The Women’s Sports Pages
Last Sunday I was reading the Woman’s Sports Pages in the New York Times. For the uninitiated, that’s the wedding section; the part where a happy duo smiles blithely and innocently from their cropped photo on the page.
Much had changed since my own face beamed out from my engagement photo, a rite of passage with the formal wedding announcement. For starters, in the olden days, proper etiquette dictated that the photo contain only the bride. Hence the pejorative term, in reference to the accomplishment of having “bagged” a husband. The sport was in catching a man.
Today, those same pages spill over with lesbian and gay couples, hetero duos with bright faces beaming, unaware that they are about to climb on the rollercoaster of life together, certain their love will bring them only good things and eternal happiness. There are older couples too—couples stunned with the brilliance of their good fortune at meeting so late in life or getting a second chance at marital bliss. These couples look less jaunty, perhaps more prepared. They understand that a percentage of this is simply up to the fates.
Perusing those pages I thought back to my own whirlwind wedding weekend, my open, apple-cheeked face as a new bride marrying “Robert Woodruff, of Birmingham, Michigan attorney at Sherman and Sterling” as if all of those NYT pedigreed descriptions could contain him.
Our wedding had been hasty. Although we’d dated for two years, Bob had the chance to go overseas and teach in China. He had asked me to go with him, to marry him first, a feat which we pulled off in three months, with not just a little angst on my mothers part and a lot of friction between us.
The morning after our wedding we woke up as husband and wife in a canopy bed in the Adirondacks and made our way down the Hudson River by train, holding hands as the light flashed through the window between the trees like an old newsreel. We were married. We were determined that our love was big enough and powerful enough and generous enough… was simply enough, to forge a wonderful life together. Tragedy and misfortune were for people who didn’t follow the rules, who were mean and colored outside of the lines, who disrespected others and harbored black places in their heart.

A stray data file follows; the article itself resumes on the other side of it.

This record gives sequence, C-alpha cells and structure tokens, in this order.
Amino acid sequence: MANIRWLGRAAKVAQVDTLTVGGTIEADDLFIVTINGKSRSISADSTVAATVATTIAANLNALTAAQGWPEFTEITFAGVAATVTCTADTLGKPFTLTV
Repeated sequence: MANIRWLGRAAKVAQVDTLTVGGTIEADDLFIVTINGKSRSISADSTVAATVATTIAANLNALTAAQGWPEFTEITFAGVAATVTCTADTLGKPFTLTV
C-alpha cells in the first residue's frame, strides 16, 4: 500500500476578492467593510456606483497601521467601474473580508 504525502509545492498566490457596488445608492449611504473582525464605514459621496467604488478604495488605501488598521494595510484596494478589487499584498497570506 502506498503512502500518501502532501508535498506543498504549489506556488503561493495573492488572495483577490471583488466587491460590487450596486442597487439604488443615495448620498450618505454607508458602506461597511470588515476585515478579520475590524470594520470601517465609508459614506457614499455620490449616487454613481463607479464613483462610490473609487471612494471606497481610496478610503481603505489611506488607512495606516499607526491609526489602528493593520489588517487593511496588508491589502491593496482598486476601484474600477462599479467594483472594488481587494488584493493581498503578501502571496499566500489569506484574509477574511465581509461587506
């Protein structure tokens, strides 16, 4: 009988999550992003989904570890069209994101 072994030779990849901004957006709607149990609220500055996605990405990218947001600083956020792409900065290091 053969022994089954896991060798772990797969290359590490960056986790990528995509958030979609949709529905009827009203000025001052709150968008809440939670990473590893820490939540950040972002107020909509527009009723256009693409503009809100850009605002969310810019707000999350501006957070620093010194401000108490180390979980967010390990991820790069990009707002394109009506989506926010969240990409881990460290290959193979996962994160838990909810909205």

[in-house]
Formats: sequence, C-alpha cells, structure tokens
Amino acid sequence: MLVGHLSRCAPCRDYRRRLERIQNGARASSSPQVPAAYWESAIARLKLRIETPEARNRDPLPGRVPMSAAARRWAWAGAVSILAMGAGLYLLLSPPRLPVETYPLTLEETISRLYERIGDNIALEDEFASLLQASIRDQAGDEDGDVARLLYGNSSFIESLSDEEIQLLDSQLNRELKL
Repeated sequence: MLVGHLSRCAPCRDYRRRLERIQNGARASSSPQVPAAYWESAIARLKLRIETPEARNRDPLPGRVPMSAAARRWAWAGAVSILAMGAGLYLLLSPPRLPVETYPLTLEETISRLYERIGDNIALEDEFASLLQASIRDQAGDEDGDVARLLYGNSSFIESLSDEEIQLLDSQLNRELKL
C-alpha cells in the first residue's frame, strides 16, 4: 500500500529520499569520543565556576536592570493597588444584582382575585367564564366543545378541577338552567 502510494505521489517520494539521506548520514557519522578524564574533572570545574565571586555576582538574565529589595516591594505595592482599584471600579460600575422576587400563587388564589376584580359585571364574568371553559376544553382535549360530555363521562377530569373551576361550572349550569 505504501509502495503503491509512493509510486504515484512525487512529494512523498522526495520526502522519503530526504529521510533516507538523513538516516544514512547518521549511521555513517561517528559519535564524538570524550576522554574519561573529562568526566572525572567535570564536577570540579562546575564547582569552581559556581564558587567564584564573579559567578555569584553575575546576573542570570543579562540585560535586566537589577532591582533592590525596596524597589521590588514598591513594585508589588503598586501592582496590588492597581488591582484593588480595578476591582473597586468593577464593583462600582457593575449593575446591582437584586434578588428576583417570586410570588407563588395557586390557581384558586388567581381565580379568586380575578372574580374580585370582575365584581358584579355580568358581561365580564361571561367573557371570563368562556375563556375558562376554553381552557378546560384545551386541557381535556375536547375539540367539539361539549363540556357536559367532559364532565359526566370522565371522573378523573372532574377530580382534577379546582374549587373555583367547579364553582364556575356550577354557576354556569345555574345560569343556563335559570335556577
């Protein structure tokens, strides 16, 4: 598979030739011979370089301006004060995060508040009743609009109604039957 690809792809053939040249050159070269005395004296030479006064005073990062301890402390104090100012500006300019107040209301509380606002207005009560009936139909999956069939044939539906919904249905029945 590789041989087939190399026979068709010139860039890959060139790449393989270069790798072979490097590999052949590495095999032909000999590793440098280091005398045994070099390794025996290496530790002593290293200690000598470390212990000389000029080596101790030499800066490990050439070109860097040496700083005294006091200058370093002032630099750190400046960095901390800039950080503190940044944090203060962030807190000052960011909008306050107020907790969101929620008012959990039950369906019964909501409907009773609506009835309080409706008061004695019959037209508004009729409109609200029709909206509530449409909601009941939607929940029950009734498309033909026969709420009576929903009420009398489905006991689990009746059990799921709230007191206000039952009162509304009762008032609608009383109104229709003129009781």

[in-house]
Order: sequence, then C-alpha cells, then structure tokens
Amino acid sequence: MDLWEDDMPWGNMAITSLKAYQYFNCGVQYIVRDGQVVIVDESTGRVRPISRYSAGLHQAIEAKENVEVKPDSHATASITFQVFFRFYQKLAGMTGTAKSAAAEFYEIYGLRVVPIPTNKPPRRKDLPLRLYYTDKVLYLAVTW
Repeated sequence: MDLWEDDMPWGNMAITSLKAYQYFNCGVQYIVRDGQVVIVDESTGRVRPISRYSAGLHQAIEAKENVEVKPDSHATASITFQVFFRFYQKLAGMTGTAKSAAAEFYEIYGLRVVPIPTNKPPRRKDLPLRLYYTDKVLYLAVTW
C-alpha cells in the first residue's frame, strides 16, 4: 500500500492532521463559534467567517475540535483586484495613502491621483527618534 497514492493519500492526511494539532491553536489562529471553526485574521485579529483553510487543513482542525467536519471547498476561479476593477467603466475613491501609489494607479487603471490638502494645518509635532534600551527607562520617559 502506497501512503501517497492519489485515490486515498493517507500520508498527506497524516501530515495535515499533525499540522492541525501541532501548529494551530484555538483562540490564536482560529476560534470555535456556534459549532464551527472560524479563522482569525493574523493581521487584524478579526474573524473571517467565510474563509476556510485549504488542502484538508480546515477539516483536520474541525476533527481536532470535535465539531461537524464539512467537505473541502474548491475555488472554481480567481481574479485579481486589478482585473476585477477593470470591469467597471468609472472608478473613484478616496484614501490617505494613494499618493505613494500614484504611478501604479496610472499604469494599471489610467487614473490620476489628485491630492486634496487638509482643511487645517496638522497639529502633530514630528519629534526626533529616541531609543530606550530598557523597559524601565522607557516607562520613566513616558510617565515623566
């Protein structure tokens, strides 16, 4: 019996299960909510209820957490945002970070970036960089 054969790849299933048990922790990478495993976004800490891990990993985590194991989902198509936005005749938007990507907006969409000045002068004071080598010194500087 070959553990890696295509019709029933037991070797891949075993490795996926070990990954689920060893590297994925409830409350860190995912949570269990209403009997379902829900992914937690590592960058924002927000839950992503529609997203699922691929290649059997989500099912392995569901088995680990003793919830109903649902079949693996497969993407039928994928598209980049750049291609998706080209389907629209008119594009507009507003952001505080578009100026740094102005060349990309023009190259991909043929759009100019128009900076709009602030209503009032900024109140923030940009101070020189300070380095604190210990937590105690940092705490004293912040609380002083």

I thought about all of this last weekend as I let my eye trail down the page at the images of all those happy, expectant people. These were folks who had just gotten engaged or married, who wanted to announce it to the world with their photos, to gleefully make us a party to all that happiness and hopefulness.
Thank goodness that the world kept turning out couples like that. I reveled for a moment in the prospect of all that boundless optimism to believe that life would deal you a good hand, that love kept regenerating, even while others battled loss and depression, disappointment and sorrow.
A silly thought flashed through my mind. I pictured us now, today, on those pages, envisioning how we would appear; the set of a jaw, the look in our eyes. Our love was richer, deeper, it hid more in the folds inside of us. It was no longer moonfaced and expectant. We were long past the point where we couldn’t touch each other enough or held hands on every sidewalk. Our love had mellowed into something with real texture; the fibers of the tapestry tough and tenacious from a marriage woven of good and bad, joy and sorrow, loss and abundance.
Thinking about the miscarriages, the loss, the injury, the fear, the things we had endured together I could touch the parts in me where dreams had been compromised. I could articulate what a parallel life would look like, one in which my husband was not injured in Iraq, one in which life had kept moving forward as he flew to all the worlds breaking events, covered the 2008 election, interviewed world leaders.
How do you live in the shadow of what might have been after something big and bad happens? How do you grocery shop and car pool and cut up the salad and not let your mind wander to that parallel life, the one where only good things happen, where good people are rewarded?
And in any marriage you play the hand you are dealt. Wherever that may take you. And yet, as my friend Jim told me once, you never stop trying to get your hands on the deck.
That, I think, is the lesson we all learn, in one form or another as we struggle to make sense of what it means to choose a mate, to hitch a star to pull a collective wagon, to overcome or to simply endure.
And as we move, day in and day out into a familiar orbit, one with duller colors and smoother edges smoothed by the passage of time, we are no longer that expectant couple looking hopefully out of the engagement photo. But the rewards of the journey, are often full of unexpected goodness, beauty and moments of grace.
My two sisters and I were recently in Hawaii to celebrate my 50th year. We shared the resort with conference attendees and honeymooners and we watched with amusement and nostalgia as they draped themselves around one another in the elevators or gazed dreamily at each other during breakfast.
“Enjoy it now!” we joked under our breath.
“This is the fantasy island part,” my sister Nan said in a feigned warning. “The rest is all downhill.” We cracked ourselves up.
But lurking under our pretend cynicism was a moment where each one of us took stock. The children, the years logged, the good health, the close family, the new families we had built. We’d all three weathered the good and the bad. We were here. We were celebrating, each raising a glass, ultimately eager to get home to our house, home to our kids, and home to our men.